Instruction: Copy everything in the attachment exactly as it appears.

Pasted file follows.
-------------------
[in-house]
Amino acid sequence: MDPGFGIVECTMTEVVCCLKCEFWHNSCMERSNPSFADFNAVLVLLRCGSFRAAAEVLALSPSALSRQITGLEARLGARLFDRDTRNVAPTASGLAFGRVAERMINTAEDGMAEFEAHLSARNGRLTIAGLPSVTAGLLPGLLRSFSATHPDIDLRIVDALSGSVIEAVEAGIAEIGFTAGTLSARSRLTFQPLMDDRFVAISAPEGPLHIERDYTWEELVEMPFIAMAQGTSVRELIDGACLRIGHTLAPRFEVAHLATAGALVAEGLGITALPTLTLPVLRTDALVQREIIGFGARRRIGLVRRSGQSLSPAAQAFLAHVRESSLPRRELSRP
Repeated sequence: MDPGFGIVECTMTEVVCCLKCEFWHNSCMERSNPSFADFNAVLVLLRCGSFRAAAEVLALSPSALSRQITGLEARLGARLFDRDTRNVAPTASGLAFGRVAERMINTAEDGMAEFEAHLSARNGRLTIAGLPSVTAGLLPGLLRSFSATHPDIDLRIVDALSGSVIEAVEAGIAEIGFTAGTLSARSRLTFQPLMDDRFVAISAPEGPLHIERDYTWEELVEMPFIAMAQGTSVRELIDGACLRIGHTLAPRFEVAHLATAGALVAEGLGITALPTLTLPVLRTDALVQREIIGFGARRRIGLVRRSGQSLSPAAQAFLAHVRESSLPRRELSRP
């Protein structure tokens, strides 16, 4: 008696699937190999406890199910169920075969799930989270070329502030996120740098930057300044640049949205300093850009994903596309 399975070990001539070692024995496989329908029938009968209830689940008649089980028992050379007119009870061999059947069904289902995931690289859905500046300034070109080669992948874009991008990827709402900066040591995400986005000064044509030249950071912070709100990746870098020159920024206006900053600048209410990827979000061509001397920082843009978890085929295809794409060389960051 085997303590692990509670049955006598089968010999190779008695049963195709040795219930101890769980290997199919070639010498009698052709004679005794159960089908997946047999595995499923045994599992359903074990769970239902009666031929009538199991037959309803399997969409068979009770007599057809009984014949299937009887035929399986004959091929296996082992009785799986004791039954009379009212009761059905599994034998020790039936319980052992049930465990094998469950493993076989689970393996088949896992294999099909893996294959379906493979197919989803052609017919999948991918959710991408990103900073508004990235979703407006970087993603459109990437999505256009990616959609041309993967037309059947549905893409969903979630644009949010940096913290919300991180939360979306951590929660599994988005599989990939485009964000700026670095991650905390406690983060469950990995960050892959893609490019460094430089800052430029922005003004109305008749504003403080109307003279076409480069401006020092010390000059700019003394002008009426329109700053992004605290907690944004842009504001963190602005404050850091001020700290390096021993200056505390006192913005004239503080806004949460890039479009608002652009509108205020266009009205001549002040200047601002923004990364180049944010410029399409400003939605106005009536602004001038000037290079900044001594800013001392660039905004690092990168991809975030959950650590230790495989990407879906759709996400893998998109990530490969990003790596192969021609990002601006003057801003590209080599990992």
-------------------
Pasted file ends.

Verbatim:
[in-house]
Amino acid sequence: MDPGFGIVECTMTEVVCCLKCEFWHNSCMERSNPSFADFNAVLVLLRCGSFRAAAEVLALSPSALSRQITGLEARLGARLFDRDTRNVAPTASGLAFGRVAERMINTAEDGMAEFEAHLSARNGRLTIAGLPSVTAGLLPGLLRSFSATHPDIDLRIVDALSGSVIEAVEAGIAEIGFTAGTLSARSRLTFQPLMDDRFVAISAPEGPLHIERDYTWEELVEMPFIAMAQGTSVRELIDGACLRIGHTLAPRFEVAHLATAGALVAEGLGITALPTLTLPVLRTDALVQREIIGFGARRRIGLVRRSGQSLSPAAQAFLAHVRESSLPRRELSRP
Repeated sequence: MDPGFGIVECTMTEVVCCLKCEFWHNSCMERSNPSFADFNAVLVLLRCGSFRAAAEVLALSPSALSRQITGLEARLGARLFDRDTRNVAPTASGLAFGRVAERMINTAEDGMAEFEAHLSARNGRLTIAGLPSVTAGLLPGLLRSFSATHPDIDLRIVDALSGSVIEAVEAGIAEIGFTAGTLSARSRLTFQPLMDDRFVAISAPEGPLHIERDYTWEELVEMPFIAMAQGTSVRELIDGACLRIGHTLAPRFEVAHLATAGALVAEGLGITALPTLTLPVLRTDALVQREIIGFGARRRIGLVRRSGQSLSPAAQAFLAHVRESSLPRRELSRP
């Protein structure tokens, strides 16, 4: 008696699937190999406890199910169920075969799930989270070329502030996120740098930057300044640049949205300093850009994903596309 399975070990001539070692024995496989329908029938009968209830689940008649089980028992050379007119009870061999059947069904289902995931690289859905500046300034070109080669992948874009991008990827709402900066040591995400986005000064044509030249950071912070709100990746870098020159920024206006900053600048209410990827979000061509001397920082843009978890085929295809794409060389960051 085997303590692990509670049955006598089968010999190779008695049963195709040795219930101890769980290997199919070639010498009698052709004679005794159960089908997946047999595995499923045994599992359903074990769970239902009666031929009538199991037959309803399997969409068979009770007599057809009984014949299937009887035929399986004959091929296996082992009785799986004791039954009379009212009761059905599994034998020790039936319980052992049930465990094998469950493993076989689970393996088949896992294999099909893996294959379906493979197919989803052609017919999948991918959710991408990103900073508004990235979703407006970087993603459109990437999505256009990616959609041309993967037309059947549905893409969903979630644009949010940096913290919300991180939360979306951590929660599994988005599989990939485009964000700026670095991650905390406690983060469950990995960050892959893609490019460094430089800052430029922005003004109305008749504003403080109307003279076409480069401006020092010390000059700019003394002008009426329109700053992004605290907690944004842009504001963190602005404050850091001020700290390096021993200056505390006192913005004239503080806004949460890039479009608002652009509108205020266009009205001549002040200047601002923004990364180049944010410029399409400003939605106005009536602004001038000037290079900044001594800013001392660039905004690092990168991809975030959950650590230790495989990407879906759709996400893998998109990530490969990003790596192969021609990002601006003057801003590209080599990992």